Big dogs on campus
Published 1:53 pm Saturday, September 18, 2010
Social workers and staff at the four elementary schools in Albert Lea have started using a unique program that has shown immediate effects on schoolchildren.
Two of the elementary schools, Hawthorne and Halverson, have been using therapy dogs to much success. Lakeview just started using a dog this school year, and Sibley will soon have a therapy dog used in some capacity as well.
Therapy dogs are unique in many ways and have been used in schools, nursing homes and hospitals. The dogs must be trained and pass tests to be certified as a therapy dog.
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“Our dogs know what their job is when they come to school,” Halverson social worker Teri Nelson said. “They know their purpose.”
Their jobs are varied depending on the school and the social worker who handles the dog. Retired Hawthorne case facilitator, Jeanne Hendrickson, now brings her dog, Emma, part time so kids can read to the dog.
“She’ll lay by the child, and they’ll read to her for 15 minutes,” Hendrickson said.
She said the children enjoy sitting with Emma, petting her and reading to her. Emma also works at the public library in the summer during the reading program for the same purpose.
“A dog changes the atmosphere at the school,” Hendrickson said.
Hendrickson, Nelson and Lakeview social worker Kim Anderson agreed that children and staff are happier and more efficient after being around the therapy dogs. They also agreed that children like the dogs because dogs don’t judge them — they like all the children.
Children “get unconditional love from these animals,” Anderson said.
The dogs are purchased, cared for and trained by the handlers and are no expense to the school district. Training and working with the dogs also does not count toward continued learning for the handlers. The handlers agreed that the expenses and extra work are worth the effort for the benefits the dogs bring to students.
“This is volunteer work on our part, but it’s very rewarding work,” Anderson said.
The handlers have to keep the dogs healthy with a good diet and exercise. All three women agreed that the work was worth the rewards.
“They can do what we cannot do,” Nelson said.
One example is the calming effect the dogs have over the children. Students can also be persuaded to calm down and as a reward then they can pet the dog. Also, for students who don’t trust adults the dogs can be a confidant. Nelson gave the example of one of her past students who was having problems at home. The student would come to Nelson’s office and brush the dog and talk to it in Spanish, and then she would be able to go about her day. Nelson said she didn’t know what the student was saying, but that the student just needed a friend. The dogs have different talents and are used differently depending on their training.
“Emma can be used to de-escalate students,” Hendrickson said.
Students completing tasks with Anderson are eager to be successful so they can spend time with Poet, the new full-time therapy dog at Lakeview. Nelson said she thinks the dogs enjoy their work as much as the children enjoy spending time with them.
“Every morning Cruiser’s ready to go to school,” Nelson said.
Hendrickson said with what she’s seen Emma do at the school and with specific children, she’d have liked to have a therapy dog many years ago. Another reason kids like the dogs is that some students can’t have pets at home for whatever reason, and they feel like the handler’s dog is also theirs.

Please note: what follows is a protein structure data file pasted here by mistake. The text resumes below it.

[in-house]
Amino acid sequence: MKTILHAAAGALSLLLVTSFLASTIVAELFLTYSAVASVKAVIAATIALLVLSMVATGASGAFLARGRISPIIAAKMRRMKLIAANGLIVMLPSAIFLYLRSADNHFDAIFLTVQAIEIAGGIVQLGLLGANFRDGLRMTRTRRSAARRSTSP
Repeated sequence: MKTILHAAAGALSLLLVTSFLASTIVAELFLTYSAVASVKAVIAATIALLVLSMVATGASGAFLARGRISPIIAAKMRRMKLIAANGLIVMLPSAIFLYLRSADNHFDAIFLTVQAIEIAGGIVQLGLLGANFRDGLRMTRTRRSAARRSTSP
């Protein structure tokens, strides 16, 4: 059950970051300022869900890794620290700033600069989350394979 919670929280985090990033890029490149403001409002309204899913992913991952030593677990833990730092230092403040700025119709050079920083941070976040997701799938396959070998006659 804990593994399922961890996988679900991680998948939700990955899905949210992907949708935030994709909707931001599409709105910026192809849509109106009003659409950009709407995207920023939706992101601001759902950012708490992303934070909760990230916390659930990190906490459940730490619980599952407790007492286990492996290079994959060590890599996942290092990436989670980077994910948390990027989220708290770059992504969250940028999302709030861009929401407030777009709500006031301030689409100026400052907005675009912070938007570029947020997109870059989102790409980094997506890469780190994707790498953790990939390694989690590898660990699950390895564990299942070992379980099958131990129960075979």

“They change the atmosphere just by being there,” Hendrickson said.
Nelson agreed and said the dogs make the students feel welcome. The dogs are handpicked from the litter for certain reasons including temperament and then go through rigorous training before testing to become certified by Therapy Dogs International.
All three handlers agreed that administration at the elementary schools has been supportive of the therapy dogs.
“They have knowledge of what a therapy dog can provide,” Nelson said.
Poet was listed as a new staff member at Lakeview and was featured in a newsletter that’s sent to parents. Anderson also made sure to talk to the nurse about any persons at the school with allergies.
“You have to be careful when bringing a dog into school,” Anderson said.
While any necessary precautions have been taken by the handlers, they also stressed that these are not just any dogs. These therapy dogs have been through a lot of training and are much more calm than most dogs. The dogs have also been trained not to jump and rarely bark. The handlers also said they realize not all children love dogs.
“We’re respectful of kids who are afraid of dogs,” Nelson said.
Hendrickson has worked with Emma in many situations including at the public library and in hospitals. Emma is perfect for schools because she doesn’t get anxious when many kids pet her at one time. Nelson said children just perk up when they see the dog in the hall, and they follow the rules by asking the handlers if they can pet the dogs.
“They like seeing Cruiser in the halls,” Nelson said.
LaChelle Sandon, a special education teacher at Halverson, said just seeing the dogs for a few minutes relaxes the students.
“It really calms the kids,” Sandon said.
Fourth-grade teacher Shelly Burkard agreed that the dog has a calming effect on the students and said she tries to see Cruiser every day.
So far Albert Lea has therapy dogs only in elementary schools. Hendrickson’s daughter, Stephanie Rowe, will be bringing her dog, Camden, to Sibley later this year. The handlers agreed therapy dogs would benefit the middle school and high school, but someone has to be willing to pay, care for and train a dog, which is not easy.
Parents and community members can meet a few of the school therapy dogs who are also performance dogs at the Kennel Club’s Meet the Breed event on Oct. 10 from 1 to 4 p.m. at Northbridge Mall.